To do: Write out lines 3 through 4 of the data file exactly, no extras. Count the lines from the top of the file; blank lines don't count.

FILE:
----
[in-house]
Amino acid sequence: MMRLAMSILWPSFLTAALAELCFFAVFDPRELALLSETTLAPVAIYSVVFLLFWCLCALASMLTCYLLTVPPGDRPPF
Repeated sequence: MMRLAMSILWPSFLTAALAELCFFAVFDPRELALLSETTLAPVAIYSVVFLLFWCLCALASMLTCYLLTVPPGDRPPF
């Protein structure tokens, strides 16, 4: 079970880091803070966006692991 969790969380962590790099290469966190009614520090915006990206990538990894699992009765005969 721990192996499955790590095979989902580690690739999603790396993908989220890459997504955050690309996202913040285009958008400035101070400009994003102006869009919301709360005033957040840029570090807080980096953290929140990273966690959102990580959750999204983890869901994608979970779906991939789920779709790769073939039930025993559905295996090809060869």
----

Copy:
Repeated sequence: MMRLAMSILWPSFLTAALAELCFFAVFDPRELALLSETTLAPVAIYSVVFLLFWCLCALASMLTCYLLTVPPGDRPPF
């Protein structure tokens, strides 16, 4: 079970880091803070966006692991 969790969380962590790099290469966190009614520090915006990206990538990894699992009765005969 721990192996499955790590095979989902580690690739999603790396993908989220890459997504955050690309996202913040285009958008400035101070400009994003102006869009919301709360005033957040840029570090807080980096953290929140990273966690959102990580959750999204983890869901994608979970779906991939789920779709790769073939039930025993559905295996090809060869």